263rd Law Commission Report on The Protection of Children (Inter-Country Removal and Retention) Bill, 2016

Recently, the Law Commission of India headed by Dr Justice B.S Chauhan submitted its 263rd Report to Law minister Shri Ravi Shankar Prasad. In this report, the Law Commission has recommended the Protection of Children (Inter-Country Removal and Retention) Bill, 2016.

It is pertinent to note that the High Court of Punjab and Haryana, in Seema Kapoor v. Deepak Kapoor[1]  had referred the matter to the Law Commission of India “to examine multiple issues involved in inter-country, inter-parental child removal amongst families and thereafter to consider whether recommendations should be made for enacting a suitable law for signing the Hague Convention on child abduction.”

After receiving this reference, the Law Commission examined the issues involved and found that the Law Commission had already examined the said issues and submitted the 218th Report titled “Need to accede to the Hague Convention on the Civil Aspects of International Child Abduction (1980)”, advising the Government of India to sign the Hague Convention on the Civil Aspects of International Child Abduction, 1980, which came into force on 1st December, 1983 (hereinafter referred to as “Hague Convention, 1980”).

During the examination of the issues, the Commission also found that the Government of India has already prepared a draft of the “Civil Aspects of International Child Abduction Bill, 2016” (hereinafter referred to as “the Bill”).

In this 263rd report, the Commission examined the abovementioned draft bill and came to a conclusion that it requires revision keeping in view the legislative precedents and practices followed in the drafting of bills and to suitably harmonize its provision with the Hague Convention, 1980.

The Law Commission in this report has submitted a comparative statement showing the provisions of the draft bill, placed on the website of the ministry of women and child development and the revised recommended Bill (Protection of Children (Inter-Country Removal and Retention) Bill, 2016, indicating the modifications made by the Commission.

The Commission relied on Indian Judgements like Re: McGrath (Infants)[2], Laxmi Kant Pandey v. Union of India[3], Dr. V. Ravi Chandran v. Union of India[4], Arathi Bandi v. Bandi Jagadrakshaka Rao[5], Roxann Sharma v. Arun Sharma[6] and Surya Vadanan v. State of Tamil Nadu[7].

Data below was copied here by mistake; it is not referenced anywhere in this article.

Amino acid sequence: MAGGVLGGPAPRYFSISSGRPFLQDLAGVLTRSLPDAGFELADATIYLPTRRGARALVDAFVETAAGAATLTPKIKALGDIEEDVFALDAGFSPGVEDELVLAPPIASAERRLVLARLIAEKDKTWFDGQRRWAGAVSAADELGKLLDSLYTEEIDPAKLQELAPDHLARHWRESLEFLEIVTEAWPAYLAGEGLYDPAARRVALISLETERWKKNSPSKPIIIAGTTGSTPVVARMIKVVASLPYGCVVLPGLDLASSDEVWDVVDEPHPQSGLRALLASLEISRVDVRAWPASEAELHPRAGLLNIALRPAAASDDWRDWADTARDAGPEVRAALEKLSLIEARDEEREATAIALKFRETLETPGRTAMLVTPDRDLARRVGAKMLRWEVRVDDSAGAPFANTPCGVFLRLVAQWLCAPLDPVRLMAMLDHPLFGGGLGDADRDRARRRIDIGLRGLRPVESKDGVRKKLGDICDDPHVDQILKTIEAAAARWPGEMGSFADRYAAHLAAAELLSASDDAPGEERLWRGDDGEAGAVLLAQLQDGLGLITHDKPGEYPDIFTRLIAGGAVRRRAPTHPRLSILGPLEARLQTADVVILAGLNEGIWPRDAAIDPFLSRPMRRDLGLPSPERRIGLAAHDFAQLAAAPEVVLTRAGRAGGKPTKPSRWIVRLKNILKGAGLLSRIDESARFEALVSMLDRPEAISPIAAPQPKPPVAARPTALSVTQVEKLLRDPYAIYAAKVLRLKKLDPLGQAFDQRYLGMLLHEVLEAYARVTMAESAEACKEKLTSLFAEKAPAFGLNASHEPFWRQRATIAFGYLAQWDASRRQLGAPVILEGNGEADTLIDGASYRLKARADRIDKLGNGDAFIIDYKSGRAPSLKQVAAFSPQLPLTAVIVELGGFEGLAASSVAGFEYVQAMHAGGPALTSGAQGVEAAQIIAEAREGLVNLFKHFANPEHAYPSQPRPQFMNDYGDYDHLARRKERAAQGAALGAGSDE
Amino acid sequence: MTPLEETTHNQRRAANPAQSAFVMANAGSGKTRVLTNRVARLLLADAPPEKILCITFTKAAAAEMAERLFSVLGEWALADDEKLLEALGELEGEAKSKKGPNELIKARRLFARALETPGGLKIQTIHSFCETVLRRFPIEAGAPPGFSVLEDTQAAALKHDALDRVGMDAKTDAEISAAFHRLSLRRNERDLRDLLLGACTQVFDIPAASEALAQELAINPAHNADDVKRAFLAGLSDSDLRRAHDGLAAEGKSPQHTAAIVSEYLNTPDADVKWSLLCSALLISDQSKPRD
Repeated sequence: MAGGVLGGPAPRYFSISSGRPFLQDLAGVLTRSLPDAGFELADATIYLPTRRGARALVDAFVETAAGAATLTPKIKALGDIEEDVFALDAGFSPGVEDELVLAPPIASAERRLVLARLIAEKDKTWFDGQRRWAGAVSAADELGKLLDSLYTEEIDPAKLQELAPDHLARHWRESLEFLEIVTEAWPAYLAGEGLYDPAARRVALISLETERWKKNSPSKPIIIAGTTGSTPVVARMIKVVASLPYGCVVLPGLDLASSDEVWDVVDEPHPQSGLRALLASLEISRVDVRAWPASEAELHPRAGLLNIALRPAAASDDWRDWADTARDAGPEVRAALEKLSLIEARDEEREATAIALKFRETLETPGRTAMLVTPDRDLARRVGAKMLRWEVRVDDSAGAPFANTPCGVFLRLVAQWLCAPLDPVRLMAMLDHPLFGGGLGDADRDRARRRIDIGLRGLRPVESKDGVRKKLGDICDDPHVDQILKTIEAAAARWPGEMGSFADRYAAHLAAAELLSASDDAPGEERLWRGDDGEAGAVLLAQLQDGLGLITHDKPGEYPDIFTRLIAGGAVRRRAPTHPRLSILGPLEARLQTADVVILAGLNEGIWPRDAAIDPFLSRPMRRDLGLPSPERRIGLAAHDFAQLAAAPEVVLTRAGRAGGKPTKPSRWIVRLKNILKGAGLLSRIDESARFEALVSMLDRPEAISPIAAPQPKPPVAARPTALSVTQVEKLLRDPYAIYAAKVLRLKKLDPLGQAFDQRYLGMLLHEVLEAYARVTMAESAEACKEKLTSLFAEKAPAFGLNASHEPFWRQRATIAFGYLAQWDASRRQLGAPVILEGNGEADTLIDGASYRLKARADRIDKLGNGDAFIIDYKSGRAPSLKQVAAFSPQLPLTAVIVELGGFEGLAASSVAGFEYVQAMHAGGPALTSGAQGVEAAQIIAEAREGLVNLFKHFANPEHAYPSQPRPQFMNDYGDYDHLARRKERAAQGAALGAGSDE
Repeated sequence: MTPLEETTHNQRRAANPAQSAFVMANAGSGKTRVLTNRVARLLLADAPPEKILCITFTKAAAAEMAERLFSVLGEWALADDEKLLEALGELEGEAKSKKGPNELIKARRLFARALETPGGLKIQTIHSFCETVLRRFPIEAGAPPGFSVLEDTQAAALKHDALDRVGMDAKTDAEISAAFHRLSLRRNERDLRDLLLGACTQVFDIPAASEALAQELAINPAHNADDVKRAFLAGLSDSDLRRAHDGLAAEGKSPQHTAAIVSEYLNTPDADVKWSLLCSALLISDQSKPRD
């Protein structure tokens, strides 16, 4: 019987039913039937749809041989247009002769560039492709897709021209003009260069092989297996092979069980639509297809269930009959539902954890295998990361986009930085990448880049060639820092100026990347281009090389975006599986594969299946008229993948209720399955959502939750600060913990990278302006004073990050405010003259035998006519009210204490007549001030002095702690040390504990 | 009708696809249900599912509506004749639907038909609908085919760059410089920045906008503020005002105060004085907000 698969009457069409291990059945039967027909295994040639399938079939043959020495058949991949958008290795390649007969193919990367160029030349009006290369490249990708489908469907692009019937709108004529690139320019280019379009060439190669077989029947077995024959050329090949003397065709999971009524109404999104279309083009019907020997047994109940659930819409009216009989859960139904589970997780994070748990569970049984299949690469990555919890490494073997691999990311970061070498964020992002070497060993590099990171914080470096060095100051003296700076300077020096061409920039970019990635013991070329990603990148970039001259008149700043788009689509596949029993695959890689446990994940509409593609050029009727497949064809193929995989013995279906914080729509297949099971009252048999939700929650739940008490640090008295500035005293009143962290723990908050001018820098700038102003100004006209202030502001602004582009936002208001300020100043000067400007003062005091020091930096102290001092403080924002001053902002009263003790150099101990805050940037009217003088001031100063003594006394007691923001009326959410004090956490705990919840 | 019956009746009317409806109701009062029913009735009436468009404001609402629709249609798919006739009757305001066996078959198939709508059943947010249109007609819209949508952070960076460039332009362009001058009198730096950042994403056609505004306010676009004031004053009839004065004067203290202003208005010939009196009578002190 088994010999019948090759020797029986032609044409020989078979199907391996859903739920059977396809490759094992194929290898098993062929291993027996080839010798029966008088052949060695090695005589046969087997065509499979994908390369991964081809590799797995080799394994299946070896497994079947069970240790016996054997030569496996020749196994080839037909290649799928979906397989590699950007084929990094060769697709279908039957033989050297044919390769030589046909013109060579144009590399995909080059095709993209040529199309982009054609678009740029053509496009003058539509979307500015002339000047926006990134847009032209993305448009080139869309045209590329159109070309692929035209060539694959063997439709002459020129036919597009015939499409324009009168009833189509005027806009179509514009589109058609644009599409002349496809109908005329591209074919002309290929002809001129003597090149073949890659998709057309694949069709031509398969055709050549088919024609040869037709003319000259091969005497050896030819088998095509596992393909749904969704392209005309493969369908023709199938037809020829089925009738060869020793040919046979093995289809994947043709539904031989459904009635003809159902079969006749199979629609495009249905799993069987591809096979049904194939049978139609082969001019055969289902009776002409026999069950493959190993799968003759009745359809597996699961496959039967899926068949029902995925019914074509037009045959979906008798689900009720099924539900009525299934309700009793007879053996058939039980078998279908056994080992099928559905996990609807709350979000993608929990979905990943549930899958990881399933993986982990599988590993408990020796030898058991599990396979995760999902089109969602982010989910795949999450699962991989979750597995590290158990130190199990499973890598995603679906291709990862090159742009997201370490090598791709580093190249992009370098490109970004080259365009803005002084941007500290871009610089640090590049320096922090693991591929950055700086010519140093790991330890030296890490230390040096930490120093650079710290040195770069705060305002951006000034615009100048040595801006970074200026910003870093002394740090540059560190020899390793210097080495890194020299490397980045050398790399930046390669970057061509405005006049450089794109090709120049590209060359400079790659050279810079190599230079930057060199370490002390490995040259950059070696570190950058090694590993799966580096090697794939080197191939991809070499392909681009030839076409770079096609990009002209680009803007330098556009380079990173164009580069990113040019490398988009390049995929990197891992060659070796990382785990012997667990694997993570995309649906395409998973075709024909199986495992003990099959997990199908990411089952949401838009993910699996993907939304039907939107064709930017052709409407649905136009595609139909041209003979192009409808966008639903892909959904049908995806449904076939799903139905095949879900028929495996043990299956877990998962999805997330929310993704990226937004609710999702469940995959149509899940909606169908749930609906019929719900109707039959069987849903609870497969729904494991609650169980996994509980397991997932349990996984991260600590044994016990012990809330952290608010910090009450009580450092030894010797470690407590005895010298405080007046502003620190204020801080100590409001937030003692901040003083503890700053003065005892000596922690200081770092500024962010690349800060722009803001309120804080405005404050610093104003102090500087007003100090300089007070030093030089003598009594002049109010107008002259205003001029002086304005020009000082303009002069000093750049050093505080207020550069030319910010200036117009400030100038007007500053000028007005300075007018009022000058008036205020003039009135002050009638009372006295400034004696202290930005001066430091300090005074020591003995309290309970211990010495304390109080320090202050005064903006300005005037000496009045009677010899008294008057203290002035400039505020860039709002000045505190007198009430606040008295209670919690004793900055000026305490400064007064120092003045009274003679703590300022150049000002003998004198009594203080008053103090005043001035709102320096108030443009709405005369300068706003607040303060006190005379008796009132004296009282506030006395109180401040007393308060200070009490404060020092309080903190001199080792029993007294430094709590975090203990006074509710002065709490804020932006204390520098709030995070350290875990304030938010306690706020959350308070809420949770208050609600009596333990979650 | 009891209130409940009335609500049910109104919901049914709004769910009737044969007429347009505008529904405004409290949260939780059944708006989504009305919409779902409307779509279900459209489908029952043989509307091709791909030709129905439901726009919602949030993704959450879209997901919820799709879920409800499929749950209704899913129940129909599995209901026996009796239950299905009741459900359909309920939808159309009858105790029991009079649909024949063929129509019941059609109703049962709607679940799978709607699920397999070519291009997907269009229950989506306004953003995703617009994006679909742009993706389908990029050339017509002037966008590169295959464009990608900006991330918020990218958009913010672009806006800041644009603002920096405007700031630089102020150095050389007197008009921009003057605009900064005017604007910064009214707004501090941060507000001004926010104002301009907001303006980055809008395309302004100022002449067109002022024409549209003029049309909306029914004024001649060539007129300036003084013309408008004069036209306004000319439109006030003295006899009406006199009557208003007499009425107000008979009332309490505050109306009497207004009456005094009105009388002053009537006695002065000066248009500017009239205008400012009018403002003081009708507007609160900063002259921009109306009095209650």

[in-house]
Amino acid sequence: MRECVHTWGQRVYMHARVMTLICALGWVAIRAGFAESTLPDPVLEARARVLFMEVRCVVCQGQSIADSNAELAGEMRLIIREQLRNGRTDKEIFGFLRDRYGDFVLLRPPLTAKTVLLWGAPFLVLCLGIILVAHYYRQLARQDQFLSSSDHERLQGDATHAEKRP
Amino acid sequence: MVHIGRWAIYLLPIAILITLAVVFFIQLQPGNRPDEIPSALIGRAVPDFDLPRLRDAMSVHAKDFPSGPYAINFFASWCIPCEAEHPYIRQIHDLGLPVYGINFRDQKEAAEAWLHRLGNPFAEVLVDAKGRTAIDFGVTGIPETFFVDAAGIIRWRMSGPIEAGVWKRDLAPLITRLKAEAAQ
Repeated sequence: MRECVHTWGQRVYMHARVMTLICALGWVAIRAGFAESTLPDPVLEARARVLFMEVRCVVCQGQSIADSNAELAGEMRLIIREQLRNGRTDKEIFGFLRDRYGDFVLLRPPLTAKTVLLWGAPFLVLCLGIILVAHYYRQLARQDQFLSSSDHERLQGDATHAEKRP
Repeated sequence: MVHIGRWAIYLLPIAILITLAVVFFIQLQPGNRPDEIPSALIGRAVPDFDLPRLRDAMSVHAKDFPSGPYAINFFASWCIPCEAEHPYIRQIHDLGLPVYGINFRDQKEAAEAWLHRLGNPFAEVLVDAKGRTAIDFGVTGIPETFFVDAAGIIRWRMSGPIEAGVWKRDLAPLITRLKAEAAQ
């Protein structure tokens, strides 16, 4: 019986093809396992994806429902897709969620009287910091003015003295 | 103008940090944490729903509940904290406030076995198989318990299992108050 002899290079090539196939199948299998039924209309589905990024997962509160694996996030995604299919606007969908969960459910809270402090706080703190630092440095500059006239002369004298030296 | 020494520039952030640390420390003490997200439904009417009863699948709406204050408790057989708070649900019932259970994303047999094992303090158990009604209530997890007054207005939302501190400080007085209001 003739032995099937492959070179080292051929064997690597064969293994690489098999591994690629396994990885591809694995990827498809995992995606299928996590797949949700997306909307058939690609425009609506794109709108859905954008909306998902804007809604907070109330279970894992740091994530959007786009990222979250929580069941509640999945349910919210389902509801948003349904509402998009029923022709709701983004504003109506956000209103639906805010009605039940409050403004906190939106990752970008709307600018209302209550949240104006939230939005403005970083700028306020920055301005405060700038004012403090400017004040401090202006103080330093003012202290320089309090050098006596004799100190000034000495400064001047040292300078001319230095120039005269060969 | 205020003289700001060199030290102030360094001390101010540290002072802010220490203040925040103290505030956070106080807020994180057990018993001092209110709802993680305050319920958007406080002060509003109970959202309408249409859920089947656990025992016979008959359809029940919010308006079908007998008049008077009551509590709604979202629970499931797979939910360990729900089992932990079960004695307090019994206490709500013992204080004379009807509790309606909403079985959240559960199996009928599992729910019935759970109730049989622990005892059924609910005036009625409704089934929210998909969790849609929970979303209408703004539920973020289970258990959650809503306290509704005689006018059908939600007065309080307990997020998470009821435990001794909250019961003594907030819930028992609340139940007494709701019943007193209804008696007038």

And by way of the above judgments, the Commission highlighted the principle of ‘comity of courts’, best interests and welfare of child, principles of first strike and also criticized the practice of “forum shopping”.

It also relied on the judgements of Supreme Courts of Canada, United Kingdom and United States of America.

Moreover, it also considered the issue of domestic violence impacting children and is of opinion that though violence may not be against the child, it may have very serious impact and repercussions on the child. It recommended that the court should consider whether repatriation of the child would cause any moral, physical, social, cultural or psychological harm to the child or any other legal harm to the mother, with whom the child is in India or violates fundamental rights or human rights, as provided in the Hague Convention, 1980, itself.

The Commission also distinguished child abduction from inter-country removal of children by parents.

Some of the salient features of the revised recommended Bill (Protection of Children (Inter-Country Removal and Retention) Bill, 2016 are as follows-

* The Bill provides for the constitution of a Central Authority.

* A decision under the Hague Convention, 1980 concerning the return of the child is not a final determination on merits of the issue of custody.

* It outlines the role of the Central Authorities with regard to a child, who is removed to India, and from India to another Contracting State of the Hague Convention, 1980.

* It lays down procedure for securing the return of a child and provides for the Central Authority to apply to the High Court for restoring custody of the child.

* It empowers the court to deny custody on certain grounds. It allows the courts in India to recognize decisions of State of the ‘habitual residence’ of the child. It also states that the Indian court that wants to disregard the interim/final order of the foreign court must record reasons for the same.

The 263rd report of the Law Commission sets the stage for India to sign the Hague Convention, 1980.

[1] 2016 SCC OnLine P&H 1225

[2] [1893] 1 Ch 143

[3] AIR 1984 SC 46

[4] (2010) 1 SCC 174

[5] AIR 2014 SC 918

[6] (2015) 8 SCC 318

[7] (2015) 5 SCC 450

 

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